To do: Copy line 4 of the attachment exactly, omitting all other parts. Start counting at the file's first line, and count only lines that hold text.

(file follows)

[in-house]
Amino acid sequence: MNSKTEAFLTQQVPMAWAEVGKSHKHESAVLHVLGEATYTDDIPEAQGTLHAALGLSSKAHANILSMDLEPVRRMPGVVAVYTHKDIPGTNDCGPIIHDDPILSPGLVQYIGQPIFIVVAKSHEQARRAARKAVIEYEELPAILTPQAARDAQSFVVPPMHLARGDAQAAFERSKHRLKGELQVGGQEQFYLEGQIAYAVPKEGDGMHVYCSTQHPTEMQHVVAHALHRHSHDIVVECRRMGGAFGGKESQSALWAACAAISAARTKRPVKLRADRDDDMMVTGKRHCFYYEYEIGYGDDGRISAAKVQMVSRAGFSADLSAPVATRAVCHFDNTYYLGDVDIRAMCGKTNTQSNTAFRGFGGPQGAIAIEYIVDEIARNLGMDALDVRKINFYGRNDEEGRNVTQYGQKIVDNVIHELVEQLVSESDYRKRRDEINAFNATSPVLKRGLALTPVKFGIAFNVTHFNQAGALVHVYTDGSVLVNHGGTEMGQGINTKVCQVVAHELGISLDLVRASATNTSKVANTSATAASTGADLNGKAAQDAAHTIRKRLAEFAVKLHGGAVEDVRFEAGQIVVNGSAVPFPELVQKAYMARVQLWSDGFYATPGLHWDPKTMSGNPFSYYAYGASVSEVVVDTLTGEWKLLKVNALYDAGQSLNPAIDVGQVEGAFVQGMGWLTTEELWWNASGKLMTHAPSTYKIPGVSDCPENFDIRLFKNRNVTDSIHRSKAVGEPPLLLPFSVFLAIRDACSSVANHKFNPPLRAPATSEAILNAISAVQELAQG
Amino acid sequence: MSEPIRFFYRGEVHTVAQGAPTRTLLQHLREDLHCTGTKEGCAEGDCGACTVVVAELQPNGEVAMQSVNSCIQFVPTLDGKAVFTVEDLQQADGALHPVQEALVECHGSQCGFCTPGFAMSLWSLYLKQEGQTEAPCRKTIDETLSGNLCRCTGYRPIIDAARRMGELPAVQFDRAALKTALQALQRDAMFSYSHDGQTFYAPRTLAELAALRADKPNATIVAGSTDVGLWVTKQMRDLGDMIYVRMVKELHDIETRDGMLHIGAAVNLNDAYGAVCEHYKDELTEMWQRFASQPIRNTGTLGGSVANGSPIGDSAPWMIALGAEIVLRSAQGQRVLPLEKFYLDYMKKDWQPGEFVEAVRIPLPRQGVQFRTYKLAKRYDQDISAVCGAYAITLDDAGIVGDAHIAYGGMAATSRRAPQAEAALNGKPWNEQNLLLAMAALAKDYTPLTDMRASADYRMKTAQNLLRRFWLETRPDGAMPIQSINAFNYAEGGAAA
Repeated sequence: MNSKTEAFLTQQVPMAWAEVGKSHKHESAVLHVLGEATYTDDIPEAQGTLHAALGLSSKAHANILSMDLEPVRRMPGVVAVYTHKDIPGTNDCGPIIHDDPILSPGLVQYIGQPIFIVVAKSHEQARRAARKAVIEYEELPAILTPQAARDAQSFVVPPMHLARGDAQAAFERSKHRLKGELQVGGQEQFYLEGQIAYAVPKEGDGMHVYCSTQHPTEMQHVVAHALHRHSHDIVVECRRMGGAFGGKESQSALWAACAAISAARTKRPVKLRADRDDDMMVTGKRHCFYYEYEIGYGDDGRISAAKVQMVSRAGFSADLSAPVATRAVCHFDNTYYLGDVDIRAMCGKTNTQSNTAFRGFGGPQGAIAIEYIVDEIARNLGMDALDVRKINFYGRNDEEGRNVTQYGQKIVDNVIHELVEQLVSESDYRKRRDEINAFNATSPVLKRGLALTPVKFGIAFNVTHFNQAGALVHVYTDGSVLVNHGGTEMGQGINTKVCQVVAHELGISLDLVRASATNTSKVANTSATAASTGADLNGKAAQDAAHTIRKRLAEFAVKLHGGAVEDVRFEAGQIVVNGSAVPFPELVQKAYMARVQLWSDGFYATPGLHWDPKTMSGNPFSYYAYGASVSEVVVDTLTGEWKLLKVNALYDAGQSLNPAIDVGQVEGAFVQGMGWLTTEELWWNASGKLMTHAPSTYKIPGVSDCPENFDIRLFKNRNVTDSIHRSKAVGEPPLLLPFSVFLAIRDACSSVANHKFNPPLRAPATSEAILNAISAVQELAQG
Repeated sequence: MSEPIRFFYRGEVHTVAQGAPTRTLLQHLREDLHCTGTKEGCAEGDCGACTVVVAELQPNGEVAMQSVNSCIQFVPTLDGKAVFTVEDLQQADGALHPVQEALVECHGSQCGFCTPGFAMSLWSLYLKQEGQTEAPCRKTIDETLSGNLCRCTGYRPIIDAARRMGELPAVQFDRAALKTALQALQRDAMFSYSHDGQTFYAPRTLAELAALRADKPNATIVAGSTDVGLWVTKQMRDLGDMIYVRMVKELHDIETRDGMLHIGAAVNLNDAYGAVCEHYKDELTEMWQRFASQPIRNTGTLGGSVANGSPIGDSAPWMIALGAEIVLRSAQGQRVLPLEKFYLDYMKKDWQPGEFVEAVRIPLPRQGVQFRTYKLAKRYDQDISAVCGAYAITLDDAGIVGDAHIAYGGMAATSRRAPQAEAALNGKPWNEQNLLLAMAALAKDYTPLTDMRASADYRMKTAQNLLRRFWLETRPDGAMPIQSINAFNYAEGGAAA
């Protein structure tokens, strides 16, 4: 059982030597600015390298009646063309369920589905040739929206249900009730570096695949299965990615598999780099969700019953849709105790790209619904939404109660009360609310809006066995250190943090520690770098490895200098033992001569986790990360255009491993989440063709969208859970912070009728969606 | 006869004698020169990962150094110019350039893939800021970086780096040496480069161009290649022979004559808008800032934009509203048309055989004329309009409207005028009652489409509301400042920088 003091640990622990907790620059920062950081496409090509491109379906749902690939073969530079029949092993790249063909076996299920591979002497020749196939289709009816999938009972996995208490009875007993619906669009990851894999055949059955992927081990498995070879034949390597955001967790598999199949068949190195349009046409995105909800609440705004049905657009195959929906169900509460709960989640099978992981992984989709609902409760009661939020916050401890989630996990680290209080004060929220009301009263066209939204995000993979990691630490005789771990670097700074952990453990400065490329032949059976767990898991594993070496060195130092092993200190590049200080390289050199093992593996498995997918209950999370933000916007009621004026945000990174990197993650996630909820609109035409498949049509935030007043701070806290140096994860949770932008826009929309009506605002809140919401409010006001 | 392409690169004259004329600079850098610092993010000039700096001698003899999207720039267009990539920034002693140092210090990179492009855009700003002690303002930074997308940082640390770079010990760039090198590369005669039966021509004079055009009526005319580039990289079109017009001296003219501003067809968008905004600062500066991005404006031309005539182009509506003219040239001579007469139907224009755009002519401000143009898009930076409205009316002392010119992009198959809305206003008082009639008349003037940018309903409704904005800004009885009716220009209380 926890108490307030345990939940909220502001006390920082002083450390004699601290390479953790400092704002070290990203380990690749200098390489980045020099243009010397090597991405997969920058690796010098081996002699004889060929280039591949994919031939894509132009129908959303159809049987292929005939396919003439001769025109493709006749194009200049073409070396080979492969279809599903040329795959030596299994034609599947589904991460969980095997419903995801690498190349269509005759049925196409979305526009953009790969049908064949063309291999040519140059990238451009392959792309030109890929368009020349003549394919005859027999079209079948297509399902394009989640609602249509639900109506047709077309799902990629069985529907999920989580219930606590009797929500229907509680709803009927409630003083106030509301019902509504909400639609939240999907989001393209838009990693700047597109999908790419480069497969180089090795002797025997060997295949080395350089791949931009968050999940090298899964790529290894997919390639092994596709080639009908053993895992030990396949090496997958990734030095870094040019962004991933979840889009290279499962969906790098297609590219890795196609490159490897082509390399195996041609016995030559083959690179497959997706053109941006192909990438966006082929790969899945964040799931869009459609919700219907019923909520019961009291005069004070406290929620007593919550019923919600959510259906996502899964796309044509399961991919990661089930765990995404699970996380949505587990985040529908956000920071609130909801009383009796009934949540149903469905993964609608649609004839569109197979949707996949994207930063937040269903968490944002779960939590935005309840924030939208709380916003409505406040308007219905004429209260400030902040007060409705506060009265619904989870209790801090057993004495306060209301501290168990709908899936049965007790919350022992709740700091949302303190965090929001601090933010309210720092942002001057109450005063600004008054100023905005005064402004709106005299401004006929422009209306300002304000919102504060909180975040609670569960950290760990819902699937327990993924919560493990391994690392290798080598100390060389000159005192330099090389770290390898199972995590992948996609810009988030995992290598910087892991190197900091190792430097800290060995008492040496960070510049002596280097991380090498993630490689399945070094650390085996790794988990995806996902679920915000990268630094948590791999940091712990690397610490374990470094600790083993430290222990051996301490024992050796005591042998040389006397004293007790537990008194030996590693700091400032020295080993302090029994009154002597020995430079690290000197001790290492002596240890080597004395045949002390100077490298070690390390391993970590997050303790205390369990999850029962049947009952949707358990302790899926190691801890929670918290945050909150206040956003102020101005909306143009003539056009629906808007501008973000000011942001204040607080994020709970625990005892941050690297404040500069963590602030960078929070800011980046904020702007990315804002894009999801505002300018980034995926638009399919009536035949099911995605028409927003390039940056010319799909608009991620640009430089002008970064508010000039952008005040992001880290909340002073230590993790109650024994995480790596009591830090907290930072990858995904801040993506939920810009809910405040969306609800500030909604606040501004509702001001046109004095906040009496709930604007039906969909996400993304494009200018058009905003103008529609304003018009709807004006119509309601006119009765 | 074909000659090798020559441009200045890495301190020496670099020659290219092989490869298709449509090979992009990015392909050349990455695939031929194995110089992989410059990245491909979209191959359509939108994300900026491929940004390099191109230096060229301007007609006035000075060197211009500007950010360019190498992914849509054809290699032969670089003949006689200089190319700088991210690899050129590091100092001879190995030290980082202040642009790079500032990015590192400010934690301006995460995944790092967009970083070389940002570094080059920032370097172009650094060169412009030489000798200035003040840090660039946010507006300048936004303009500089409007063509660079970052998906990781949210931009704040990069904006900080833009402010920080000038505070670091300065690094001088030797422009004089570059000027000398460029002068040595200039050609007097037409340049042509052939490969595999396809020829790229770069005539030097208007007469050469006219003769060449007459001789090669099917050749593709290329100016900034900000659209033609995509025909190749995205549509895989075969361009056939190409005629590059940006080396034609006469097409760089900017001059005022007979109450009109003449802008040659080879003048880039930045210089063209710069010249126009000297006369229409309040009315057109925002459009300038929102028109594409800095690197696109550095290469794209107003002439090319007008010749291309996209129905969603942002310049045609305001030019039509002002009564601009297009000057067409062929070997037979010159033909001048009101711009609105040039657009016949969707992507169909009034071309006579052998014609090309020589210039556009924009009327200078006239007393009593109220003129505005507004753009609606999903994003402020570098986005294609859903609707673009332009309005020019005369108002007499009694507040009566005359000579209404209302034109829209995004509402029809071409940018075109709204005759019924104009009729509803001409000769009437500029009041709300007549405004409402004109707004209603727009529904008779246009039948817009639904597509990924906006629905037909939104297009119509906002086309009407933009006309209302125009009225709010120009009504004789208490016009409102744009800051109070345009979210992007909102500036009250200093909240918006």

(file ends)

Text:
Repeated sequence: MNSKTEAFLTQQVPMAWAEVGKSHKHESAVLHVLGEATYTDDIPEAQGTLHAALGLSSKAHANILSMDLEPVRRMPGVVAVYTHKDIPGTNDCGPIIHDDPILSPGLVQYIGQPIFIVVAKSHEQARRAARKAVIEYEELPAILTPQAARDAQSFVVPPMHLARGDAQAAFERSKHRLKGELQVGGQEQFYLEGQIAYAVPKEGDGMHVYCSTQHPTEMQHVVAHALHRHSHDIVVECRRMGGAFGGKESQSALWAACAAISAARTKRPVKLRADRDDDMMVTGKRHCFYYEYEIGYGDDGRISAAKVQMVSRAGFSADLSAPVATRAVCHFDNTYYLGDVDIRAMCGKTNTQSNTAFRGFGGPQGAIAIEYIVDEIARNLGMDALDVRKINFYGRNDEEGRNVTQYGQKIVDNVIHELVEQLVSESDYRKRRDEINAFNATSPVLKRGLALTPVKFGIAFNVTHFNQAGALVHVYTDGSVLVNHGGTEMGQGINTKVCQVVAHELGISLDLVRASATNTSKVANTSATAASTGADLNGKAAQDAAHTIRKRLAEFAVKLHGGAVEDVRFEAGQIVVNGSAVPFPELVQKAYMARVQLWSDGFYATPGLHWDPKTMSGNPFSYYAYGASVSEVVVDTLTGEWKLLKVNALYDAGQSLNPAIDVGQVEGAFVQGMGWLTTEELWWNASGKLMTHAPSTYKIPGVSDCPENFDIRLFKNRNVTDSIHRSKAVGEPPLLLPFSVFLAIRDACSSVANHKFNPPLRAPATSEAILNAISAVQELAQG